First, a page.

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Gates to Boost 'Enablers' In Afghanistan Mission

By Ann Scott Tyson
Washington Post Staff Writer
Friday, September 18, 2009

Defense Secretary Robert M. Gates said Thursday that he has ordered the deployment of as many as 3,000 more U.S. troops to Afghanistan to meet what the top commander there has described as pressing security needs.

The additional troops, who Gates said were requested by Gen. Stanley A. McChrystal, the top U.S. and NATO commander in Afghanistan, are not part of units designated to be deployed under President Obama's original orders to send 21,000 more service members to Afghanistan this year.

Senior defense officials said, however, that Gates has the flexibility to add the forces without exceeding the planned overall increase there by the end of this year. Some units Obama ordered have not deployed at full strength, and McChrystal has decided that at least 1,000 troops currently in Afghanistan are not needed.

"I'm prepared to ask for the flexibility to send more enablers if we need to before the president makes a decision on whether or not to send significant additional combat troops," Gates said at a Pentagon news conference, using the term "enablers" to refer to support troops as opposed to combat units.

The 2,500 to 3,000 troops include explosive ordnance disposal teams, route clearance teams, medevac units and intelligence specialists needed to combat the growing threat of improvised explosive devices, or IEDs, which are the leading cause of death among U.S. forces in the country.

Under Obama's earlier order, the total number of U.S. troops in Afghanistan can reach 68,000.

"No matter what we do about more combat troops, our forces there require the best counter-IED capabilities we can provide," said Pentagon spokesman Geoff Morrell.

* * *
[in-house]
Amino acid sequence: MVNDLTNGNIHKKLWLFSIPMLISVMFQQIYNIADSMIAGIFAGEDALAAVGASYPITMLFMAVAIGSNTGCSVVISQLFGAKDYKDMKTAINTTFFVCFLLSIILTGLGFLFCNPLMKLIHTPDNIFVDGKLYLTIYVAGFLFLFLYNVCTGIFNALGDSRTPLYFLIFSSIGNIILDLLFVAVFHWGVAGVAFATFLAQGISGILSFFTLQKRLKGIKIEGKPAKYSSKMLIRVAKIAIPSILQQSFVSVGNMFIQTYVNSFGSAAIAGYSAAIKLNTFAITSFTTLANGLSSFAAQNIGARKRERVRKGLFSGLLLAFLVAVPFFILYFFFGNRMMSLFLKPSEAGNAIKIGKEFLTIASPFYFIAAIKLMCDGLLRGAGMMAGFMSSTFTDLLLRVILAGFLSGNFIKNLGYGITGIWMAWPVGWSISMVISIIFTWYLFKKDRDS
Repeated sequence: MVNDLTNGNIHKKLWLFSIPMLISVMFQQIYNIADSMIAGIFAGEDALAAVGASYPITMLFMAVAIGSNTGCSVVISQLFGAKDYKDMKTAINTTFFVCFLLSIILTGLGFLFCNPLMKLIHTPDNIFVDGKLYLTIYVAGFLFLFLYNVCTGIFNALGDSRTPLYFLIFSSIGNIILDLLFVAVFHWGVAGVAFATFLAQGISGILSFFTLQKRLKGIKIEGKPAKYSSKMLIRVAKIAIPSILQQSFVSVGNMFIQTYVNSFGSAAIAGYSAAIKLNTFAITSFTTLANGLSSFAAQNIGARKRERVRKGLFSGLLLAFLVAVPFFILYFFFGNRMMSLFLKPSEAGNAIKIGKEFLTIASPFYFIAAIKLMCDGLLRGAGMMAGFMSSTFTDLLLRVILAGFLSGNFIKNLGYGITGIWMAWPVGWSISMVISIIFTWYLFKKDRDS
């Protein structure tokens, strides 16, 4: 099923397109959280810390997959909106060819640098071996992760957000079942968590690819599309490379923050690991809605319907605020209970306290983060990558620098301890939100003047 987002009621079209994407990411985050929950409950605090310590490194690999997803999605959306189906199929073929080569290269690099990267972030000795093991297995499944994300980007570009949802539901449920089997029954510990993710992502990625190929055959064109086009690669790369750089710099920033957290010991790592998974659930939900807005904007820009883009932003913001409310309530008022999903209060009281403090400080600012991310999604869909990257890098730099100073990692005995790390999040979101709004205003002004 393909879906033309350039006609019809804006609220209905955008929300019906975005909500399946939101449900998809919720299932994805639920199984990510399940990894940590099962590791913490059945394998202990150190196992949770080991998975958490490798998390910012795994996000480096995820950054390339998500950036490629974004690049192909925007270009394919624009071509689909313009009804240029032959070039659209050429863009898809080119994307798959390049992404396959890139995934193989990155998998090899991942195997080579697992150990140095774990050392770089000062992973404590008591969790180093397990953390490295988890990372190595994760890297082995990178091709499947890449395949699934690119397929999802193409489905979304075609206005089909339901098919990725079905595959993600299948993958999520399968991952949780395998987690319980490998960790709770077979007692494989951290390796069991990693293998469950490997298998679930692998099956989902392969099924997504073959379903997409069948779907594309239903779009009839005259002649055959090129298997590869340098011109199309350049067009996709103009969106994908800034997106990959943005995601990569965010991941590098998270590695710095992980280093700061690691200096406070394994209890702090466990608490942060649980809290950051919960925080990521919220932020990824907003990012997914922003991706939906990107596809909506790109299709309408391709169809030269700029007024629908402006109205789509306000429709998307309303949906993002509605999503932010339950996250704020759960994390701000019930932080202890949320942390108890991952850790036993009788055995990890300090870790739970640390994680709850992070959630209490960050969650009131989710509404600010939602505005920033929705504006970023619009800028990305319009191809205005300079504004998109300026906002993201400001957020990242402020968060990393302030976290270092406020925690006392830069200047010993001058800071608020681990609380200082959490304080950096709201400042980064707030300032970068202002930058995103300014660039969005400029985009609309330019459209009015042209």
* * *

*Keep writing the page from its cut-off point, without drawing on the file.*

Meanwhile, McChrystal has finished drawing up his request for what is expected to be thousands or tens of thousands of additional trainers and combat troops for Afghanistan, but he is awaiting instructions before submitting the request to the Pentagon.

Senior defense officials said that, in effect, McChrystal has been asked to delay submitting the request.

"We're working through the process by which we want that submitted," Gates told reporters, without elaborating.

Asked when Obama would make a decision on sending more troops to Afghanistan, Gates replied: "I don't want to get into the timing. The president will make his decision when the questions that he has asked and the assessments that are going on have been completed. And I don't think anybody should put any conditions on that."

Gates also stressed that the uncertainty in the aftermath of the disputed presidential election in Afghanistan has created new challenges for the administration as it assesses its strategy. Such political questions must be weighed by the administration and are "outside of General McChrystal's area of authority," Gates said.

Gates said McChrystal's assessment is "a pre-decisional document," indicating that it should not be released publicly. On Thursday, the Pentagon distributed only a small number of copies of the still-classified assessment to the House and Senate. Those copies were available only to a select few members.

Lawmakers have been pressing the administration to be more forthcoming about its strategy in Afghanistan and have urged that it bring McChrystal to Washington to testify. On Thursday, House Minority Leader John A. Boehner (R-Ohio) issued another call to hear from the general, whom Obama put in charge in June.

"It is imperative that the American people and members of Congress hear from General McChrystal directly about the situation on the ground -- and soon," Boehner said.

Boehner noted that when Gen. David H. Petraeus was the top commander in Iraq, he returned to testify and "spoke plainly" about his strategy.

"That testimony was critical to Congress making informed decisions regarding success in our mission there," Boehner said. "The request to hear from General McChrystal is bipartisan and appropriate. The American people have real concerns about what's going on in Afghanistan, and so do I."

Staff writer Karen DeYoung contributed to this report.

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